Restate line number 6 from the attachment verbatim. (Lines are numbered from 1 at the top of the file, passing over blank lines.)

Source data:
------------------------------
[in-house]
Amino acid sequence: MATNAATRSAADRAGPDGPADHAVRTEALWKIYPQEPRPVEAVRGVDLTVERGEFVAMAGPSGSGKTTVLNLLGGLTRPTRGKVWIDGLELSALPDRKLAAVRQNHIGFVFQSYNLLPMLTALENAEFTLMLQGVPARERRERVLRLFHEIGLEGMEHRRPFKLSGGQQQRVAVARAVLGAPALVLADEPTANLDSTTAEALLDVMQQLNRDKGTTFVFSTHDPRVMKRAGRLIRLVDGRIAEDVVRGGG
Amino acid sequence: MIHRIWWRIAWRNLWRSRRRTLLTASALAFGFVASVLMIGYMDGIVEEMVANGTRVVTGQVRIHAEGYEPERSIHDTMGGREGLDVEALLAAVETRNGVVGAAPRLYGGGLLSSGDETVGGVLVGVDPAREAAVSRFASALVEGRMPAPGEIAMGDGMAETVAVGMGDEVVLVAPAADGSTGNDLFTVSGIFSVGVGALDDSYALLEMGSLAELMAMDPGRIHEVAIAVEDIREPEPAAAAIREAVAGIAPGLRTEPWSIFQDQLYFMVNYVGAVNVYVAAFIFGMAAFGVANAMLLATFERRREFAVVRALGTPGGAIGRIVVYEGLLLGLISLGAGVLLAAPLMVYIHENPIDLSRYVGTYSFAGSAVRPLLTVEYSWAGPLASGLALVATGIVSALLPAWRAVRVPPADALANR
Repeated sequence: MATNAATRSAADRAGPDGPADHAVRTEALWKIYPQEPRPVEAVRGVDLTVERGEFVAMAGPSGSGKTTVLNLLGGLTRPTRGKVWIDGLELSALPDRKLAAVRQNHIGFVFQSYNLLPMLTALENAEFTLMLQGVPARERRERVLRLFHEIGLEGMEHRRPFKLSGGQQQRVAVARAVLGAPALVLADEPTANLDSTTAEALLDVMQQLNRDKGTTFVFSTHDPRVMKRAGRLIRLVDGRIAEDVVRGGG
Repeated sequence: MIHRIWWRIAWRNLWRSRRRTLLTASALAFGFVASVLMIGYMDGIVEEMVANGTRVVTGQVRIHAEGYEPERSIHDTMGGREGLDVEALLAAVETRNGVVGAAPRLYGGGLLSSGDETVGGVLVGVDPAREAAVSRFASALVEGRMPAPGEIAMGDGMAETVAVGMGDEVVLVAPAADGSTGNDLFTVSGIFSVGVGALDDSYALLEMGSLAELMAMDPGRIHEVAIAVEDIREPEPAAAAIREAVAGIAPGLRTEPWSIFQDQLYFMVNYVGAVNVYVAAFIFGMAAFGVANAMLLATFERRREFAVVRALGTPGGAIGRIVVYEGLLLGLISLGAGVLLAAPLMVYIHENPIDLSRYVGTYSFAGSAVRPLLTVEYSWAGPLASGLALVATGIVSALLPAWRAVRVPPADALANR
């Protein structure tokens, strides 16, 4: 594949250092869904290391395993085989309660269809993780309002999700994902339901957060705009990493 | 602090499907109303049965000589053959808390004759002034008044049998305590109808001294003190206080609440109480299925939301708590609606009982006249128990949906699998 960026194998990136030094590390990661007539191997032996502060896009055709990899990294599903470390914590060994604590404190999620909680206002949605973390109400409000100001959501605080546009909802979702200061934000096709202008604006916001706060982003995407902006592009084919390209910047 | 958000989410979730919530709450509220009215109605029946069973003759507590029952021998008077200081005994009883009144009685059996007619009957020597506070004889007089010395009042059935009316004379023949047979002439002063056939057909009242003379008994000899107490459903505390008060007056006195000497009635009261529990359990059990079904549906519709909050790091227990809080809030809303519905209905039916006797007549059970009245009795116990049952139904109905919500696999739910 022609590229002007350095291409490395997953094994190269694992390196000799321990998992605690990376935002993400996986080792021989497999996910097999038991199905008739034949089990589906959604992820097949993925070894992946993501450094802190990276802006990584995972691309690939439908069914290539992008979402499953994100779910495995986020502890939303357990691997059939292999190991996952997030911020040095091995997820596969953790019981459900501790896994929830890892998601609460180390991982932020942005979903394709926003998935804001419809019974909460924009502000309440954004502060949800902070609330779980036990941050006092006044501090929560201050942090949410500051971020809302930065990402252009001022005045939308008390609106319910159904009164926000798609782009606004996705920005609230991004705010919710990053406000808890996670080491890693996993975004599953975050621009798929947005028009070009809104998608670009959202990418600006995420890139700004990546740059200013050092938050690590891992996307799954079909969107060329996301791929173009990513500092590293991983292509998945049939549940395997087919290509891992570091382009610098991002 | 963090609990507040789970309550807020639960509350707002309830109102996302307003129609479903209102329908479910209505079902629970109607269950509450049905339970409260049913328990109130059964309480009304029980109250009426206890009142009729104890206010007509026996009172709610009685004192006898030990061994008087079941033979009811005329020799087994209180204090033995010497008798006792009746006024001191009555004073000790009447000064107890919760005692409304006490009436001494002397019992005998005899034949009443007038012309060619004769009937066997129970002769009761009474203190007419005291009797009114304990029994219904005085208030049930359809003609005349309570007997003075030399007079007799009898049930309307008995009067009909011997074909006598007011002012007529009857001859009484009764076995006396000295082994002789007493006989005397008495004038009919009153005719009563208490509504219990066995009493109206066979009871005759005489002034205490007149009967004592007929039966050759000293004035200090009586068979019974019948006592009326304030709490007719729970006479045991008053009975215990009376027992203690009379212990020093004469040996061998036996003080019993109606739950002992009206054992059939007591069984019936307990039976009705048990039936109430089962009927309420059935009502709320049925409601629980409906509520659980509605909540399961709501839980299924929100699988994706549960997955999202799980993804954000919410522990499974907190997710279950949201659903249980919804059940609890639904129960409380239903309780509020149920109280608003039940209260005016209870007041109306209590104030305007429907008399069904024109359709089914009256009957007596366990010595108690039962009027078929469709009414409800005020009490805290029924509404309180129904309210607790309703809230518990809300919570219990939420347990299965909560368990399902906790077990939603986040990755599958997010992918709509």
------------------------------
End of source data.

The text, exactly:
């Protein structure tokens, strides 16, 4: 594949250092869904290391395993085989309660269809993780309002999700994902339901957060705009990493 | 602090499907109303049965000589053959808390004759002034008044049998305590109808001294003190206080609440109480299925939301708590609606009982006249128990949906699998 960026194998990136030094590390990661007539191997032996502060896009055709990899990294599903470390914590060994604590404190999620909680206002949605973390109400409000100001959501605080546009909802979702200061934000096709202008604006916001706060982003995407902006592009084919390209910047 | 958000989410979730919530709450509220009215109605029946069973003759507590029952021998008077200081005994009883009144009685059996007619009957020597506070004889007089010395009042059935009316004379023949047979002439002063056939057909009242003379008994000899107490459903505390008060007056006195000497009635009261529990359990059990079904549906519709909050790091227990809080809030809303519905209905039916006797007549059970009245009795116990049952139904109905919500696999739910 022609590229002007350095291409490395997953094994190269694992390196000799321990998992605690990376935002993400996986080792021989497999996910097999038991199905008739034949089990589906959604992820097949993925070894992946993501450094802190990276802006990584995972691309690939439908069914290539992008979402499953994100779910495995986020502890939303357990691997059939292999190991996952997030911020040095091995997820596969953790019981459900501790896994929830890892998601609460180390991982932020942005979903394709926003998935804001419809019974909460924009502000309440954004502060949800902070609330779980036990941050006092006044501090929560201050942090949410500051971020809302930065990402252009001022005045939308008390609106319910159904009164926000798609782009606004996705920005609230991004705010919710990053406000808890996670080491890693996993975004599953975050621009798929947005028009070009809104998608670009959202990418600006995420890139700004990546740059200013050092938050690590891992996307799954079909969107060329996301791929173009990513500092590293991983292509998945049939549940395997087919290509891992570091382009610098991002 | 963090609990507040789970309550807020639960509350707002309830109102996302307003129609479903209102329908479910209505079902629970109607269950509450049905339970409260049913328990109130059964309480009304029980109250009426206890009142009729104890206010007509026996009172709610009685004192006898030990061994008087079941033979009811005329020799087994209180204090033995010497008798006792009746006024001191009555004073000790009447000064107890919760005692409304006490009436001494002397019992005998005899034949009443007038012309060619004769009937066997129970002769009761009474203190007419005291009797009114304990029994219904005085208030049930359809003609005349309570007997003075030399007079007799009898049930309307008995009067009909011997074909006598007011002012007529009857001859009484009764076995006396000295082994002789007493006989005397008495004038009919009153005719009563208490509504219990066995009493109206066979009871005759005489002034205490007149009967004592007929039966050759000293004035200090009586068979019974019948006592009326304030709490007719729970006479045991008053009975215990009376027992203690009379212990020093004469040996061998036996003080019993109606739950002992009206054992059939007591069984019936307990039976009705048990039936109430089962009927309420059935009502709320049925409601629980409906509520659980509605909540399961709501839980299924929100699988994706549960997955999202799980993804954000919410522990499974907190997710279950949201659903249980919804059940609890639904129960409380239903309780509020149920109280608003039940209260005016209870007041109306209590104030305007429907008399069904024109359709089914009256009957007596366990010595108690039962009027078929469709009414409800005020009490805290029924509404309180129904309210607790309703809230518990809300919570219990939420347990299965909560368990399902906790077990939603986040990755599958997010992918709509």